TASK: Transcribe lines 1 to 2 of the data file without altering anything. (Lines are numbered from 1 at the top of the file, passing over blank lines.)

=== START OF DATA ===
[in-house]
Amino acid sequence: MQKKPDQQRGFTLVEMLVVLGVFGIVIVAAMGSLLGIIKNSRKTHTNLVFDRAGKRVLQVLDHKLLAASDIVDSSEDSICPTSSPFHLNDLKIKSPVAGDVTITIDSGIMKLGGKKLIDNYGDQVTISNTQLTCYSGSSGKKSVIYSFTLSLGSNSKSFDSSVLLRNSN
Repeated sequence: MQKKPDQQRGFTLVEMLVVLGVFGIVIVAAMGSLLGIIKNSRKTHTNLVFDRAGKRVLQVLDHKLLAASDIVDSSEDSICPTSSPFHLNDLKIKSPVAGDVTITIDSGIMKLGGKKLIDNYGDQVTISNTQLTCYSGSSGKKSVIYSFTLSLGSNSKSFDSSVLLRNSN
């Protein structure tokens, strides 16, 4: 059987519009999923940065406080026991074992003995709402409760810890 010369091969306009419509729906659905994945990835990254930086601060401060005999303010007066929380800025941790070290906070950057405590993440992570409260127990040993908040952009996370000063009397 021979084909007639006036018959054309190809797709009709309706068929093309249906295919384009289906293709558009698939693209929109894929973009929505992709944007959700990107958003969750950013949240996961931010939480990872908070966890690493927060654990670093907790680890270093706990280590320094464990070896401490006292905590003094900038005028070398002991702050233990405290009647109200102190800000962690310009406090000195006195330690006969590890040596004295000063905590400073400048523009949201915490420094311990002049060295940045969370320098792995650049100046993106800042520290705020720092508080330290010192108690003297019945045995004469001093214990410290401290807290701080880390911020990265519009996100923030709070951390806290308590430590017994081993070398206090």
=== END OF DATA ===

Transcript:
[in-house]
Amino acid sequence: MQKKPDQQRGFTLVEMLVVLGVFGIVIVAAMGSLLGIIKNSRKTHTNLVFDRAGKRVLQVLDHKLLAASDIVDSSEDSICPTSSPFHLNDLKIKSPVAGDVTITIDSGIMKLGGKKLIDNYGDQVTISNTQLTCYSGSSGKKSVIYSFTLSLGSNSKSFDSSVLLRNSN